Mar 31 at 17:21
16

In addition to the side-effects of the gamification system that others have described in detail, there may be another issue at play for some of these types of situations.

I wondered the same sort of thing several years ago. I'd constantly stumble across questions whose wording was ambiguous or unintelligible, yet would have a reasonably-detailed answer provided. One pattern I noticed was that on such questions when the asker and answerer had both filled out their account profile, it was quite common for both to be located in countries that spoke the same non-English language as each other.

I have a suspicion that some of these poorly-worded questions are the output of poorly-built online translators. People who frequently use that particular translator can grow accustomed to its quirks over time and learn to recognize what native-language input would have produced that wonky syntax as output. It's sort of like how once you program C long enough, you can start to visualize the generated assembly code before you compile it (and if you use the same compiler long enough, you can start to go the other way around). To those people, the question would be understandable enough to answer. It would be better if they would edit it to be more clear but if they're relying on online translation engines, then they likely don't have the language skills to do that.

I'm not suggesting that this is responsible for all or even most of these types of questions (the gamification aspect is likely responsible for the bulk of them). It's just something else to consider.

4
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    I think this isn't limited to online translators. We might be (often subconsciously) reusing patters from our native languages when translating to/from English. Mar 30 at 6:37
  • 4
    This. Also, if you are teaching, mentoring or otherwise communicating to new programmers you are in a good position to have better understanding of some common misconceptions and problems they face, even though some of them might be complete nonsense to experienced developers. Once you can switch to "newbie" mode you can understand and answer such poorly worded conceptual questions. But this still involves plenty of guessing and you don't know for sure whether you have hit the point until you answer the question. If you have, then you are in position to edit the question and improve it. Mar 30 at 7:47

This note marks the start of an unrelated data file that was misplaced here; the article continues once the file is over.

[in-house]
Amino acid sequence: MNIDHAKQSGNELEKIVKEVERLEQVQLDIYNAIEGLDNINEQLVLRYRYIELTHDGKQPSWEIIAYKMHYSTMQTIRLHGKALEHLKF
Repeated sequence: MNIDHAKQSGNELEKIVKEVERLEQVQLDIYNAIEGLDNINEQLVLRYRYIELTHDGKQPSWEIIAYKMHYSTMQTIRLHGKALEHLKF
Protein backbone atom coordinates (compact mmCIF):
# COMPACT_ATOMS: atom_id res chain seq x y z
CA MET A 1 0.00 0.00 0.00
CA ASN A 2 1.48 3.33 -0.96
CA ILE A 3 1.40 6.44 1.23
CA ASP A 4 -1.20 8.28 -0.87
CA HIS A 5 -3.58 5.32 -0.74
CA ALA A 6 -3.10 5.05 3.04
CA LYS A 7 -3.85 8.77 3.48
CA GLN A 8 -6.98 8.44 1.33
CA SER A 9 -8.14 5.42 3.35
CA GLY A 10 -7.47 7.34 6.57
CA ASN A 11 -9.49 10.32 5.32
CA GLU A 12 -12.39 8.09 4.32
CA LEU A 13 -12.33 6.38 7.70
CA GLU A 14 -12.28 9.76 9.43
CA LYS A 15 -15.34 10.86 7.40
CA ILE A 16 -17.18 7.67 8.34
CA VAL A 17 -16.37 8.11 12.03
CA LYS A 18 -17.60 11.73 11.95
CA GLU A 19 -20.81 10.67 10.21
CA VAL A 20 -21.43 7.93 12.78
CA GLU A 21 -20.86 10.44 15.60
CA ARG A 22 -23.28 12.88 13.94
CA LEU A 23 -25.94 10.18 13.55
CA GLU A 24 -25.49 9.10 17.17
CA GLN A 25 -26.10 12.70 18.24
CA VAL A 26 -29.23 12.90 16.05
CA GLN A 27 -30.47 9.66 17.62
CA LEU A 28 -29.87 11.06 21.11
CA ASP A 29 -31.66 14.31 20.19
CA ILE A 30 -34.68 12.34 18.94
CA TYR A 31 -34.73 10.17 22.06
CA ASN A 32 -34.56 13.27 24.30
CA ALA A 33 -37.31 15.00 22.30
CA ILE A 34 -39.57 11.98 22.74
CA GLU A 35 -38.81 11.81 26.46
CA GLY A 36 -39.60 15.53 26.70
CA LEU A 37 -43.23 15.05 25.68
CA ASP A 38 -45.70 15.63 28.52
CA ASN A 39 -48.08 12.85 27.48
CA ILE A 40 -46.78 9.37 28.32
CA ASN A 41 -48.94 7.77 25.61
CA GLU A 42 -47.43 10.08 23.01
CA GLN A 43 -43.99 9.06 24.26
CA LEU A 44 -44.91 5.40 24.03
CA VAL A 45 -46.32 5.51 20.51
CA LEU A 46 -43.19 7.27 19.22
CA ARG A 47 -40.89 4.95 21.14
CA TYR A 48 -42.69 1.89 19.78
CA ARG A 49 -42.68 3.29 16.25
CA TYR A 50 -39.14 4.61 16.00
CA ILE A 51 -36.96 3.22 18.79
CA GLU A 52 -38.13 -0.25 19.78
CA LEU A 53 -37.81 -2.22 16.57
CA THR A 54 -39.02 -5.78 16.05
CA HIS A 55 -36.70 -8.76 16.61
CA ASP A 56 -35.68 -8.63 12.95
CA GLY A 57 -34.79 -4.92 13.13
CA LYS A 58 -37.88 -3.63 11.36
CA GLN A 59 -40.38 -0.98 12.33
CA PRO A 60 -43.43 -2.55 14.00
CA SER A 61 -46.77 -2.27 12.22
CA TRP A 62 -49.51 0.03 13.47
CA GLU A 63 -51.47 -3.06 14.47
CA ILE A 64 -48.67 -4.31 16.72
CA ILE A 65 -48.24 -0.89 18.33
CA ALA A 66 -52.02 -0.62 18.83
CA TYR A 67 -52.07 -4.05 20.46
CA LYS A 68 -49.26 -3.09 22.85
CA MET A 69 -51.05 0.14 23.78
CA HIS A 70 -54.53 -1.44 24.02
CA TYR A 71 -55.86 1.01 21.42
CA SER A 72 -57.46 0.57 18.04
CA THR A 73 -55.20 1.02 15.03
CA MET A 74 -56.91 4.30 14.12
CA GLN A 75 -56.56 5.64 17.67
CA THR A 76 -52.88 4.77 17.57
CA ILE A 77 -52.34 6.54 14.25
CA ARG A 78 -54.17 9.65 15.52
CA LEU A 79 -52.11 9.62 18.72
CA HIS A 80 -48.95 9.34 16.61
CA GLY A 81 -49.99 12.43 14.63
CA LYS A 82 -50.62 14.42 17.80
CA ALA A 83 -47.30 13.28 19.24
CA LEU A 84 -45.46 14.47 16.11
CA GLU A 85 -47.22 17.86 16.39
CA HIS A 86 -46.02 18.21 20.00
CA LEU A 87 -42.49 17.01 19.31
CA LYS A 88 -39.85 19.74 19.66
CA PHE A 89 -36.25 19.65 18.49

• 3
    Main problem with answering such questions is coming from answerers that are not experts and give misguided or incomplete answers because of their own lack of knowledge. Mar 30 at 7:48
  • 2
    Yes, machine translation often makes it incomprehensible. But it is not common, I think. Most common is the result of the minimum effort attitude. Mar 30 at 15:02
7

Because they can.

As others have written: they either hope to actually help the person asking the question, or they hope to gather upvotes.

It is that simple: gaining reputation comes with real advantages. You quickly collect various privileges that can have real value to some people. As long as you get a few upvotes, you also don't care much about downvotes.

In other words: this is an expected outcome of the overall system; and I do not see any way to improve the situation without doing open heart surgery regarding the mechanisms that make up this place.


And guess what, I started here when I had to ask plenty of questions. And then I figured: some privilege X would be extremely helpful (I think some level makes things easier when you are sharing your IP with thousands of coworkers who might also turn to stackoverflow). And my efforts to get there, lead to: me staying here, and writing answers. Which, I think, is a good thing.

5

I disagree with the premise. At least for me, the question was clear enough to understand and attempt a basic explanation (as a comment; I felt it didn't deserve a full answer).

I'm not the only one: @TylerH edited the question into a better shape, and his interpretation of the question is consistent with mine.

I even think it's a decent question (especially after the grammar was fixed).